After finally becoming comfortable with friends, building and farming at Pun Pun I had to pack up and leave. Once again the sad feelings which arose dissipated as I reached Joko Community Learning Center in Northern Thailand. Seed saving is their focus, but they use it as a focal point to start many school groups, train women with aids, provide healthcare and diet information, organize community forests, teach farmers plant breeding for their needs, and so much more. For days I just kept finding out more and more programs they have. Once again I was amazed by how welcoming and kind people are to me when I simply say I am studying seed saving. One of the staff met me at the bus station and organized every waking minute for me. I stayed in the village with their volunteers. It was great to be the only foreigner again and struggle with language. I loved cooking with them, doing interviews, meeting farmers, exchanging stories with farmers, eating with old women who grow 37 different types of yams, and much more. I got to go with them to a large festival celebrating rice diversity and their farmer field school. This helped to end my Thai experience on an incredibly high note as I soaked in their performances and deep connection to rice, helped give out seeds, spoke with passionate farmers, and learned once again about how deeply valuable crop diversity is to health, self-reliance, sustainable agriculture, farmers power, taste, religion, and culture.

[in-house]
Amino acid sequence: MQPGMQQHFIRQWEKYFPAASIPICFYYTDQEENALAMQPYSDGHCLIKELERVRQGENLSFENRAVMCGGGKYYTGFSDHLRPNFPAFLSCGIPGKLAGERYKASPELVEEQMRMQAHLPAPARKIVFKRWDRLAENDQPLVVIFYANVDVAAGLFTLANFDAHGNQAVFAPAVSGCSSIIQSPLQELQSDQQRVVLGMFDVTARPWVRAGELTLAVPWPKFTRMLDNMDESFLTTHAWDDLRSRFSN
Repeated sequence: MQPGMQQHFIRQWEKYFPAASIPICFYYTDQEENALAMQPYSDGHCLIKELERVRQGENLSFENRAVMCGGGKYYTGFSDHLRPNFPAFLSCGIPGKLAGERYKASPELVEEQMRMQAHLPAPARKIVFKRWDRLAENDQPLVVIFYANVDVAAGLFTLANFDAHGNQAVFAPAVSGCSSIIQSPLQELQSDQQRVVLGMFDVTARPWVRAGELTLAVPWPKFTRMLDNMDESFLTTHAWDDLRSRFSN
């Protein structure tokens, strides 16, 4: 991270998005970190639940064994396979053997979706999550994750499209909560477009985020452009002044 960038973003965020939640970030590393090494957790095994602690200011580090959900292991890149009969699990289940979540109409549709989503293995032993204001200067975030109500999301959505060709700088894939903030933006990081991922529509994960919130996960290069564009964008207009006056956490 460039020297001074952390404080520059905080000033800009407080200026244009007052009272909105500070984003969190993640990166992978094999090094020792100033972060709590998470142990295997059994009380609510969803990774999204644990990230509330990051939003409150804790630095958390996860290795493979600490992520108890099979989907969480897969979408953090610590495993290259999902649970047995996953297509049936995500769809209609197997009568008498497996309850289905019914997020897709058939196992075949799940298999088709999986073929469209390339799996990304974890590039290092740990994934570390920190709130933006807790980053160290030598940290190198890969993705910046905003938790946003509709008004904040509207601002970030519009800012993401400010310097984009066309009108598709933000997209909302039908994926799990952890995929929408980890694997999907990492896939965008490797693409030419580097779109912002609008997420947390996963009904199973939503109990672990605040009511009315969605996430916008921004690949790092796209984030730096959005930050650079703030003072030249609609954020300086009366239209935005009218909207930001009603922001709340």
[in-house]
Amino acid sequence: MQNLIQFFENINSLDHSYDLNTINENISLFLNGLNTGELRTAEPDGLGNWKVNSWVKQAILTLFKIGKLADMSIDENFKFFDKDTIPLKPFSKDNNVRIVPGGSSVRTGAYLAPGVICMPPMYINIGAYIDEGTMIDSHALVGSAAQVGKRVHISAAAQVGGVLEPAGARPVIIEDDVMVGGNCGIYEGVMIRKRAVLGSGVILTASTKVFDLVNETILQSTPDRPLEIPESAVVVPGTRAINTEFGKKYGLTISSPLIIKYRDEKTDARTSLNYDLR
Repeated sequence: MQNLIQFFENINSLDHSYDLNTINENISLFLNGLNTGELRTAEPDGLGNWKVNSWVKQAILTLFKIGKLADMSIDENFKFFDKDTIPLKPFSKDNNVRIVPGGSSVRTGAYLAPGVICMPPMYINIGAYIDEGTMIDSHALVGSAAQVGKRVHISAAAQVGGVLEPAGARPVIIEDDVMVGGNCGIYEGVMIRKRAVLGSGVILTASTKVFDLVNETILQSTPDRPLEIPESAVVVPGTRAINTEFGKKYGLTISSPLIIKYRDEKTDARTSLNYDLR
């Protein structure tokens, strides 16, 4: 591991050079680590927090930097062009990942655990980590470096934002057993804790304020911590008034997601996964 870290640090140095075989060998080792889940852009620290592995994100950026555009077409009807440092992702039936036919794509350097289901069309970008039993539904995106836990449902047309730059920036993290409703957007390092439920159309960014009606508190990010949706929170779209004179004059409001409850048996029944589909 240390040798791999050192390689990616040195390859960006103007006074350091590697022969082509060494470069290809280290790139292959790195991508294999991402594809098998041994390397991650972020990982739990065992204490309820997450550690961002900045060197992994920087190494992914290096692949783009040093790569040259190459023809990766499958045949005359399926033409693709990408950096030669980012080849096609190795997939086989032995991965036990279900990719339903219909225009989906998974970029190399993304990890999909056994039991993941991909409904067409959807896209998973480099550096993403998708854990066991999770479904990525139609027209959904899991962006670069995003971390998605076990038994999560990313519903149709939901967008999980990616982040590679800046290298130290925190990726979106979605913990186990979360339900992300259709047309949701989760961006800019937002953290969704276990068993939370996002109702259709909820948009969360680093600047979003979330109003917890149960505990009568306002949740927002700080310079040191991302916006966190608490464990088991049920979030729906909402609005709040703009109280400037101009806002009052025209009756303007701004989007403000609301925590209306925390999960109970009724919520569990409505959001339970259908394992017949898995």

Even though I am typing in a loud bar in Bangkok I can still close my eyes and be transported. My mind fills with smiling images of ancient fruit ladies in Italy, rice growers in Thailand, bakers in Italy, subsistence farmers in India, and thousands of farmers dancing together at Terra Madre. In some ways I feel like this is all some magical dream. Past ideas I had which I blew off as idealistic or silly now prove true around the world. I feel ecstatic in my conviction that through farming and saving seeds I can do more than just be happy and have the opportunity to fondle many beans. I can also select crops to grow well on my land, preserve our history, spread good tastes, become self reliant, bring back ceremonies and recipes, feed people good-tasting food, and most importantly spread the beauty of diversity. In diversity there in strength and survival. Climate Change is coming, but these crop varieties can adapt to the conditions, help us to adapt, and reconnect us to the land! What a journey this is! I wonder what Ethiopia holds.
As long as there are old women with seeds and organic fields, I am happy! Read More......